Parkinson’s disease: current and future treatments

By Sabino Méndez Pastor

Parkinson’s disease (PD) is the second most common neurodegenerative disease after Alzheimer’s disease. It is a progressive motor disorder characterised by resting tremors, rigidity, difficulty in walking (Parkinsonian gait) and a decrease in movement known as hypokinesia that ranges from bradykinesia (slowness in the initiation of voluntary movements) to akinesia (loss of movements) (Hayes, 2019). Many patients also suffer from non-motor symptoms that include autonomic, psychiatric and cognitive deficits such as depression and dementia (Sarkar, Raymick and Imam, 2016). It is estimated that PD affects 4 million people worldwide and its prevalence is expected to grow as the life expectancy increases and the population of developed countries ages (Hayes, 2019). Therefore, effective treatments are necessary to treat this debilitating disorder and improve the quality of life of patients.

In healthy individuals, the thalamus is responsible for initiating movements by activating the motor cortex. The thalamus is normally under tonic inhibition and regulated by the basal ganglia. Activation of the direct pathway in the basal ganglia releases the thalamus from this inhibition which enhances the output of the motor cortex to facilitate movements (Calabresi et al., 2014). In PD, aggregation of toxic proteins in Lewy bodies results in the death of dopaminergic neurons in one of the basal ganglia: the substantia nigra. The neurons in the substantia nigra produce dopamine to regulate both the cortex and thalamus. Thus, reduction of the dopamine release from this area impairs the thalamic excitation of the cortex which leads to the motor impairments characteristic of PD (Hayes, 2019).

For this reason, the main approach currently used to treat PD are dopamine replacement therapies to restore the function of the basal ganglia circuitry. The most effective and commonly used consists in the administration of levodopa (L-DOPA), a dopamine precursor that can cross the blood-brain barrier (contrarily to dopamine) and is converted into dopamine by neurons within the substantia nigra. This makes up for the dopamine deficiency, providing symptomatic relief. However, only 25% of patients treated with this agent show a good response after 5 years. To overcome this problem dopamine agonists can be used alone or in combination with L-DOPA as they do not depend on enzymatic activation and have long lasting therapeutic effects. Another group of dopamine related agents used to complement L-DOPA are inhibitors of catechol-O-methyltransferase, an enzyme that degrades L-DOPA, to increase its lifetime and amount available. Dopamine replacement therapies present however some important adverse effects including nausea, psychosis, hallucinations, and hypotension (Hayes, 2019).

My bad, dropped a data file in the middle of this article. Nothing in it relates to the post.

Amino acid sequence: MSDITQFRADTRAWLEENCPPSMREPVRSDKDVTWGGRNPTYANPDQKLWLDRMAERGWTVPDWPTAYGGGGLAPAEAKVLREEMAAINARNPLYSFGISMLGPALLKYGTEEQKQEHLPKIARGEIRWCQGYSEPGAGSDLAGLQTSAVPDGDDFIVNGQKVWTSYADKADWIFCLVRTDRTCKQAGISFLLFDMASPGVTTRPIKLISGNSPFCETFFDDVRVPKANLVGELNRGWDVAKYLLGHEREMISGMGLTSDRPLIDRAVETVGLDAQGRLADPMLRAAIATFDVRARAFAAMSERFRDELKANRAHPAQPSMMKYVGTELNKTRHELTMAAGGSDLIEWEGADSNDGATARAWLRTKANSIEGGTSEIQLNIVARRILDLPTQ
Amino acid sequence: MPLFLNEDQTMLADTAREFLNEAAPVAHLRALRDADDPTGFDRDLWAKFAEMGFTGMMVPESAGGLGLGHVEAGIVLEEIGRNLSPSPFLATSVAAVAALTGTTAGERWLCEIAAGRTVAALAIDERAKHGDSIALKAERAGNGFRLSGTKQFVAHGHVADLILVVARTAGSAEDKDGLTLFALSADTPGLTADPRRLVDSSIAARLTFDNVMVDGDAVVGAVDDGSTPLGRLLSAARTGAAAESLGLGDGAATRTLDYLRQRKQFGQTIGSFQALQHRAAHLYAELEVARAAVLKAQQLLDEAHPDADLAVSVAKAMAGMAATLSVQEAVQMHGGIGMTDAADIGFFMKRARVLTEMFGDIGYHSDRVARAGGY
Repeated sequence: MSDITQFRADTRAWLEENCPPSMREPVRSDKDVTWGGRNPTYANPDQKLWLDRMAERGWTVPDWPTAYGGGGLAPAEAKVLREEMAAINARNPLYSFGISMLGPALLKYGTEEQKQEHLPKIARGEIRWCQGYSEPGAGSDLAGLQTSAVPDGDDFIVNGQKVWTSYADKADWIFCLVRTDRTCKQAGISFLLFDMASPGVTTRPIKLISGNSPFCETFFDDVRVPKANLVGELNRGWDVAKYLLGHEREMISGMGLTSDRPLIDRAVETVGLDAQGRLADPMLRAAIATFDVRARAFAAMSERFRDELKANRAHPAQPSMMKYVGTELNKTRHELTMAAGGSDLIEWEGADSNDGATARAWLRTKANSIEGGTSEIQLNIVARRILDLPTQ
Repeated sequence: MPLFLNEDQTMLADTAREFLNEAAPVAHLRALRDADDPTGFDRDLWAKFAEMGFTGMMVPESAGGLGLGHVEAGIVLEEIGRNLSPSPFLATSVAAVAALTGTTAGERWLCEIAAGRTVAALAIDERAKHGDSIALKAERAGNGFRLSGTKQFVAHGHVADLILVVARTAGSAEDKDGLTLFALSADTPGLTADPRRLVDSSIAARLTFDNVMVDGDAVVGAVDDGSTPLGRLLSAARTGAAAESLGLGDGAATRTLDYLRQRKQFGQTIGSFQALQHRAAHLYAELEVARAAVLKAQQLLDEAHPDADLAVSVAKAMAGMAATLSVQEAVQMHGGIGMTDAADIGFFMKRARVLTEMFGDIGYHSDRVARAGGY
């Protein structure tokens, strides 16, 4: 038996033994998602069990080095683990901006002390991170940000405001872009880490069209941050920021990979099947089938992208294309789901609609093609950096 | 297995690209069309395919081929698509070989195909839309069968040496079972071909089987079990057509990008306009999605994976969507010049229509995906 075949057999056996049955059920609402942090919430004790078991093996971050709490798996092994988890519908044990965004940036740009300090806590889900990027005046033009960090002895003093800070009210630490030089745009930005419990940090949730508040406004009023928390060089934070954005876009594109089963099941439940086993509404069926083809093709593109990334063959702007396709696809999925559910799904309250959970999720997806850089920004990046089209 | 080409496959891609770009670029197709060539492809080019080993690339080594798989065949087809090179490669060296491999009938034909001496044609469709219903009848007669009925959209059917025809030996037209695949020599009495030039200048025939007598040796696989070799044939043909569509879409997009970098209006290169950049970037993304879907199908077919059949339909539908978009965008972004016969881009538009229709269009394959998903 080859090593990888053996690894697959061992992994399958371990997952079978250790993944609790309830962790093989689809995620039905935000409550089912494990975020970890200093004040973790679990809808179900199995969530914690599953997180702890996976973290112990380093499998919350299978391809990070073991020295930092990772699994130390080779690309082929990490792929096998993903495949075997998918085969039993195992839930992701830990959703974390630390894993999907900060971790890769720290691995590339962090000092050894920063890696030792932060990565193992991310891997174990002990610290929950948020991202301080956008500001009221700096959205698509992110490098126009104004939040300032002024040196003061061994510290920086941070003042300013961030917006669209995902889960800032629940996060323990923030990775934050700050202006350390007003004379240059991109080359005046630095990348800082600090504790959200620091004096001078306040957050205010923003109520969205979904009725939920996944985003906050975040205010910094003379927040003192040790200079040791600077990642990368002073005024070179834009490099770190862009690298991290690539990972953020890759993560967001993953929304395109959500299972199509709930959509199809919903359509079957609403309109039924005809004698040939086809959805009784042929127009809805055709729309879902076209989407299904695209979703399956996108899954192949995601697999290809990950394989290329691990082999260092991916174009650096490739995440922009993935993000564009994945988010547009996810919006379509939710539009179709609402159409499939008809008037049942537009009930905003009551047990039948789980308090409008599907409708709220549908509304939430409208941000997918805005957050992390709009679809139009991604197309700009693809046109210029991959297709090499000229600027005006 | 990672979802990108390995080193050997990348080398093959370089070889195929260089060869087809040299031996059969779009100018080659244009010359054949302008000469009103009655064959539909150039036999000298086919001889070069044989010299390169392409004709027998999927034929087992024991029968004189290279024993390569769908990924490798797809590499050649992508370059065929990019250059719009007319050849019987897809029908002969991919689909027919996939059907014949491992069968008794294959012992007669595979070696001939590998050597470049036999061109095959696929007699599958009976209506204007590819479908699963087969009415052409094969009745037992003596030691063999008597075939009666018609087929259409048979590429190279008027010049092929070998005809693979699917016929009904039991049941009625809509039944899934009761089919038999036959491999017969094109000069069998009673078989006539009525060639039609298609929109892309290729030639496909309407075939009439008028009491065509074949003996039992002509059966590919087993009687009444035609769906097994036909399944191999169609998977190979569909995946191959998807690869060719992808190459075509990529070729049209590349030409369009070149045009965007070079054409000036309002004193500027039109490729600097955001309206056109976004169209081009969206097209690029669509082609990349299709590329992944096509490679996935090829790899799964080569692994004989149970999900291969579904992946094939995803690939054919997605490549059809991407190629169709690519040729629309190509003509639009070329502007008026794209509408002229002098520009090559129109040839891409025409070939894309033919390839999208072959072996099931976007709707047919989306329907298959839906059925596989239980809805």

Deep brain stimulation (DBS) has proved to be an effective approach for treating PD. In the DBS procedure, electrodes are implanted into either the subthalamic nucleus or the internal globus pallidus which are both basal ganglia nuclei. The substantia nigra normally regulates these nuclei but its degeneration in PD leads to excessive output of the later which ultimately inhibits the motor cortex’s output. DBS has been documented to restore the tonic pattern of the subthalamic nuclei and internal globus pallidus, alleviating the symptoms of PD. DBS also involves adverse effects, with studies suggesting that it may cause manic depression, induce emotional instability and suicidal thoughts (Hayes, 2019).